Monday, September 26, 2011

Formula One - The Season So Far

Last night's race in Singapore was like so many others this season and was indeed a microcosm of the entire year. Vettel disappeared off into the night whilst Webber, Alonso and Button tried to cling on for dear life. Further back Hamilton and Schumacher scrapped and ultimately clashed with the cars they were racing against, thus it has been all season.

For Vettel, this has been his season plain and simple, he has dominated it in a way that no other has done since Schumacher was in his pomp, the similarity of the almost robotic Teutonic domination seems on the surface almost uncanny but there are certainly differences in the two drivers.

There can however be no questioning of the quality of Vettel's season. Mark Webber is after all in the same machinery and he has been left trailing in his wake. The Red Bull is clearly the class of the field as Adrian Newey once again proves himself to be the master of all things aerodynamic.

In the same way that Vettel has dominated Webber, Fernando Alonso has proven himself to be beyond the reach of Felipe Massa who is now no more than a good number two. Alonso has never given up this season trying to milk as much as possible from what is clearly not a very fast Ferrari. It has been a season to forget for the Scuderia.

Jenson Button was meant to be shown up when he arrived at McLaren, outpaced and outgunned by the burgeoning talent of Lewis Hamilton. There is a suspicion that the triumvirate of Hamilton, Vettel and Alonso are a class apart from the rest. Given a good car however, Button has proven beyond all doubt that the Prost like smoothness that he displays coupled with no shortage of speed means that he is a master of getting cars consistently on to the podium, indeed he is the only driver left with a mathematical chance of catching Vettel.

For Hamilton there is clearly work to be done. He is as quick as anyone and his rumbustious and aggressive driving style make him a huge hit with the F1 fans conjuring images of Nigel Mansell's swashbuckling drives in the 80s and 90s. Mansell however only won one World Championship (granted he was competing against Senna, Prost and Piquet to name but a few) and there was always the feeling that he could have won more had he spent more time looking after his cars.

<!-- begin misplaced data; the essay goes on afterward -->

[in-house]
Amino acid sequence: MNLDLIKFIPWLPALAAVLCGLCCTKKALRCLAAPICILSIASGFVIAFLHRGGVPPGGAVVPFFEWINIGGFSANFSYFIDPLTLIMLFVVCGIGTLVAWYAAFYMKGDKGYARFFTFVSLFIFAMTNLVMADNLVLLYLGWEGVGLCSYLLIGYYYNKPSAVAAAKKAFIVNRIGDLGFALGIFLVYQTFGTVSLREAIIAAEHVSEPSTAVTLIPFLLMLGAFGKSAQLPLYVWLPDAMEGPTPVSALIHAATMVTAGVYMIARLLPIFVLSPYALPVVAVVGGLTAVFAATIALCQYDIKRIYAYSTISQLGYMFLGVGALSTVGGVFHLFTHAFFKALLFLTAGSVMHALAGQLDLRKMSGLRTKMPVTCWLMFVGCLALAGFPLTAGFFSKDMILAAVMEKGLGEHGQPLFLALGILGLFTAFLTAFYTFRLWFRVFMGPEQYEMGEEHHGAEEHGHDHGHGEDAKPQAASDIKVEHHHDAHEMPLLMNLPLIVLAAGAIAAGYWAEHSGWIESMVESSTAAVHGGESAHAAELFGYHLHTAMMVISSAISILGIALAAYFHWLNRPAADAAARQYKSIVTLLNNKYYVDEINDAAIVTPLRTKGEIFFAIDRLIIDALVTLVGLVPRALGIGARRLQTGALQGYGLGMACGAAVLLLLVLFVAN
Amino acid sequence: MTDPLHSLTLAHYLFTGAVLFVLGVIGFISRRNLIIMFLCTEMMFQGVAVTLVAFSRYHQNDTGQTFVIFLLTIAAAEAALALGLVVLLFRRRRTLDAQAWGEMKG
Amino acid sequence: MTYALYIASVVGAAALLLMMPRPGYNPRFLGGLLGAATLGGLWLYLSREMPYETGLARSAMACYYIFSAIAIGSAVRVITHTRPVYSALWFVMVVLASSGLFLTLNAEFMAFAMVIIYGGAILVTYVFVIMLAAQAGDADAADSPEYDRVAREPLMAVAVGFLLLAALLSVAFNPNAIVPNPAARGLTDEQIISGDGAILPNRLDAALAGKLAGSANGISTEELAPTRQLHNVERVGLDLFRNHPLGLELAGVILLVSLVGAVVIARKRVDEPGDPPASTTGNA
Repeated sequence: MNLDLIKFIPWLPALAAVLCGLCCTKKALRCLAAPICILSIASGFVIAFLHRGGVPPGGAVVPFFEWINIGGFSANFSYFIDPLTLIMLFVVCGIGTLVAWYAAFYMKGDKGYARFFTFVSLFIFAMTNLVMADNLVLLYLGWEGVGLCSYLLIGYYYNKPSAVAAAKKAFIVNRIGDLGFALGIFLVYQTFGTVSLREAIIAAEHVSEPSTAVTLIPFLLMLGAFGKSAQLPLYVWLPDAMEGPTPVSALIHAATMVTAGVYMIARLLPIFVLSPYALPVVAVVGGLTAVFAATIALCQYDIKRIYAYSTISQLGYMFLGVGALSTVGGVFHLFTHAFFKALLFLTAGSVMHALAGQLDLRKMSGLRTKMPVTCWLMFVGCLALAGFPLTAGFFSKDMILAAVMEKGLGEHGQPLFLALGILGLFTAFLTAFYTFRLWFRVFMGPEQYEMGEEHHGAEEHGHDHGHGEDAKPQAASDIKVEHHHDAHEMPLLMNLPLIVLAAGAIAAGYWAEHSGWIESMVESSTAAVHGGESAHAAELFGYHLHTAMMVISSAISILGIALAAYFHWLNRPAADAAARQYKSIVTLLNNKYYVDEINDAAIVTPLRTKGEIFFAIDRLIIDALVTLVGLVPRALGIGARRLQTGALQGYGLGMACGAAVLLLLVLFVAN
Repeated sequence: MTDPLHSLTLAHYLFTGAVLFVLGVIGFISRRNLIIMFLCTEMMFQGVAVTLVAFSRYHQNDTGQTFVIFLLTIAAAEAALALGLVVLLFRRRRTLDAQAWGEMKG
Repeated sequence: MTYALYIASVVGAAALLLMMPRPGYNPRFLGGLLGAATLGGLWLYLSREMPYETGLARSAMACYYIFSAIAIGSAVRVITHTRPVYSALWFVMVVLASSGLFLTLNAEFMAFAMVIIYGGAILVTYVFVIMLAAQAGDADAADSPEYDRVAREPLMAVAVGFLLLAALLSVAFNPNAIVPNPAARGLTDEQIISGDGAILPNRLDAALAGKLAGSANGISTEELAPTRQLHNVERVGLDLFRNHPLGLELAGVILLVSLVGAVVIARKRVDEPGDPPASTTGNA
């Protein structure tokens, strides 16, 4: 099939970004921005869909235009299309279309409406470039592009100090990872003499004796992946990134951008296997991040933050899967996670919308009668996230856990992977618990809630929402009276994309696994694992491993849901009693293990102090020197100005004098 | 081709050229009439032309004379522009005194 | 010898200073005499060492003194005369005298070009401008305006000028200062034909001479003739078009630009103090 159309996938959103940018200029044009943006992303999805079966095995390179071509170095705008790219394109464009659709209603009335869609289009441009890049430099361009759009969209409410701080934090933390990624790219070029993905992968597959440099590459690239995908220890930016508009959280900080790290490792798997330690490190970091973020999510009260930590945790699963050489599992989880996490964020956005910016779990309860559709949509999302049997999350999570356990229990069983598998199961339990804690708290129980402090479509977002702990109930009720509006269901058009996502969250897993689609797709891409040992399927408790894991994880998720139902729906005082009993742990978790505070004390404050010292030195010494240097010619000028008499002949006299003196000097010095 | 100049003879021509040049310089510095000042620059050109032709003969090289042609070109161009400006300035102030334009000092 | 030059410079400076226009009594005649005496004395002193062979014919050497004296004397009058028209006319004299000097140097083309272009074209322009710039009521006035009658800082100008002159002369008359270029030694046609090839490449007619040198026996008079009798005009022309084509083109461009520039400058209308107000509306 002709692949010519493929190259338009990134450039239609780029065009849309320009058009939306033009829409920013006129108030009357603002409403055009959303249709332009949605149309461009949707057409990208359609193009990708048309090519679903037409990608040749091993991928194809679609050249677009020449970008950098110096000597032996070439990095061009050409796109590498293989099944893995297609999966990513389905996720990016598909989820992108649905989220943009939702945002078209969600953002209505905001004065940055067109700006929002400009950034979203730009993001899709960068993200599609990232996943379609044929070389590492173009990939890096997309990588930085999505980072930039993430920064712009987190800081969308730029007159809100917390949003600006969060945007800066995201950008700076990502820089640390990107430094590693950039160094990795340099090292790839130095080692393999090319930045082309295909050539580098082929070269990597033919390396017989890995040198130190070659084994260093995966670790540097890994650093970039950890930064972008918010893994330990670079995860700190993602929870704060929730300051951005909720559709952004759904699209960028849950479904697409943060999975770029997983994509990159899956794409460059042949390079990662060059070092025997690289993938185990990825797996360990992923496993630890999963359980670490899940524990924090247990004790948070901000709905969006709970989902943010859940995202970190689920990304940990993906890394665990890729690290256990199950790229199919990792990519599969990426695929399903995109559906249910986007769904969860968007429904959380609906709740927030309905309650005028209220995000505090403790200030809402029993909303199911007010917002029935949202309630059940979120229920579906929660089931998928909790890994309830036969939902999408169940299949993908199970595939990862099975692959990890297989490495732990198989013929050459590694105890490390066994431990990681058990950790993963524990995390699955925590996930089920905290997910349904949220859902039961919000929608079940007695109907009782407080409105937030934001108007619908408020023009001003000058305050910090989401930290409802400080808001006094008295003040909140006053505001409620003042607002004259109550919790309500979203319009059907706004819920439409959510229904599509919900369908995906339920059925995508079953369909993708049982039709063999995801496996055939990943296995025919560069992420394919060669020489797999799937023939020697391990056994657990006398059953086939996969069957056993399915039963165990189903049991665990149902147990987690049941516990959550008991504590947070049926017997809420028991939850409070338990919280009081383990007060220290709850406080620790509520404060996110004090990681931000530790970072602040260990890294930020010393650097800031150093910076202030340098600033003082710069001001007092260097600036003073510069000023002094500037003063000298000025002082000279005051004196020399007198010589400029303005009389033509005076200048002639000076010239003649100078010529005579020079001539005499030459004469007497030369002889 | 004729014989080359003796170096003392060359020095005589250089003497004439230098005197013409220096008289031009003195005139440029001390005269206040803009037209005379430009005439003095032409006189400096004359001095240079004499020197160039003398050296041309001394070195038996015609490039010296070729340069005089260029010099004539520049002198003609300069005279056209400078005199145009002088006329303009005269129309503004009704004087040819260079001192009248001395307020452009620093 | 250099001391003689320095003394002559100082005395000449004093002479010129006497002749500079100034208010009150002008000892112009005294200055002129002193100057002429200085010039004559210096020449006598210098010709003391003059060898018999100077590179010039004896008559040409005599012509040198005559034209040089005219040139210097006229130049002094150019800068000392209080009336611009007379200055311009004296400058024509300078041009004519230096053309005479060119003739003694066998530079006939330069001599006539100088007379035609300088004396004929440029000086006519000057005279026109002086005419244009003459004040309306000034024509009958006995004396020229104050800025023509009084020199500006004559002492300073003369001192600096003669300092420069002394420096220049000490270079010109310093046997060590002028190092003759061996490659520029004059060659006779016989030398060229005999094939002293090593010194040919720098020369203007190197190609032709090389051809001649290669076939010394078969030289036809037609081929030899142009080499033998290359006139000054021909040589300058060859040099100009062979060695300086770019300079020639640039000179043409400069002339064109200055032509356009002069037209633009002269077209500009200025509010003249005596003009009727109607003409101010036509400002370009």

Senna and Schumacher are probably the greatest examples of winners who drove in an exciting, rapier quick and entirely uncompromising manner. Hamilton has the potential to win multiple World Championships but he has to find the right balance. Invariably when you strike another car in F1, you do as much damage to your own car as you do to theirs and you cannot win races if you are back in the pits.

This second incarnation of Schumacher had an a-typical race, jostling behind the front runners before crashing into another car whilst racing for position. Drivers used to simply give way to the Schumacher of old but he does not carry the same aura or hold the same respect on the track now and he is in danger of becoming a dangerous mobile chicane with a tainted legacy. It is time for him to retire with good grace.

His team mate Nico Rosberg continues to etch out good performances from the Mercedes and there must be a chance of a seat in a Prancing Horse should Ferrari decide to release Massa at some stage. Of the rest, Paul Di Resta drove an excellent race in the Force India to finish sixth with his team mate Sutil finished a credible eighth.

Next it is on to Suzuka, a real driver's circuit after the heat, dust and concrete barriers of Singapore. Vettel's repeat coronation should only be held up until then - No Nonsense.